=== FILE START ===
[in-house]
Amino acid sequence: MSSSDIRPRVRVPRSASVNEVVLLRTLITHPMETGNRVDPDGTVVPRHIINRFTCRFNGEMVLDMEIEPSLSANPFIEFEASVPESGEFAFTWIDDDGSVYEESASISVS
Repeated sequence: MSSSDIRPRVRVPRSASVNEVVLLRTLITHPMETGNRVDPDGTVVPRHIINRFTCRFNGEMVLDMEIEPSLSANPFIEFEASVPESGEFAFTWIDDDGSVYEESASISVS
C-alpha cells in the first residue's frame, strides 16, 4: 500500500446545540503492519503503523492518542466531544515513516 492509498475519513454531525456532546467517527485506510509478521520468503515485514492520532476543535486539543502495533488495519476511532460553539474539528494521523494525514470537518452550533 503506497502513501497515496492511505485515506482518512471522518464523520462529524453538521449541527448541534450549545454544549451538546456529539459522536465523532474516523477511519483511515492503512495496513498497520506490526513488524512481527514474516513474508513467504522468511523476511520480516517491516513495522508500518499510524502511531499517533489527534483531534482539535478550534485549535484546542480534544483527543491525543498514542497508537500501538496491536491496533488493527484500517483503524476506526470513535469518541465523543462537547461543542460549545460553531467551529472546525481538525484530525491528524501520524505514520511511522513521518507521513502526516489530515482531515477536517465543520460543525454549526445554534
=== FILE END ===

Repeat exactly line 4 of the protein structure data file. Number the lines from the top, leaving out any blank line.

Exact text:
C-alpha cells in the first residue's frame, strides 16, 4: 500500500446545540503492519503503523492518542466531544515513516 492509498475519513454531525456532546467517527485506510509478521520468503515485514492520532476543535486539543502495533488495519476511532460553539474539528494521523494525514470537518452550533 503506497502513501497515496492511505485515506482518512471522518464523520462529524453538521449541527448541534450549545454544549451538546456529539459522536465523532474516523477511519483511515492503512495496513498497520506490526513488524512481527514474516513474508513467504522468511523476511520480516517491516513495522508500518499510524502511531499517533489527534483531534482539535478550534485549535484546542480534544483527543491525543498514542497508537500501538496491536491496533488493527484500517483503524476506526470513535469518541465523543462537547461543542460549545460553531467551529472546525481538525484530525491528524501520524505514520511511522513521518507521513502526516489530515482531515477536517465543520460543525454549526445554534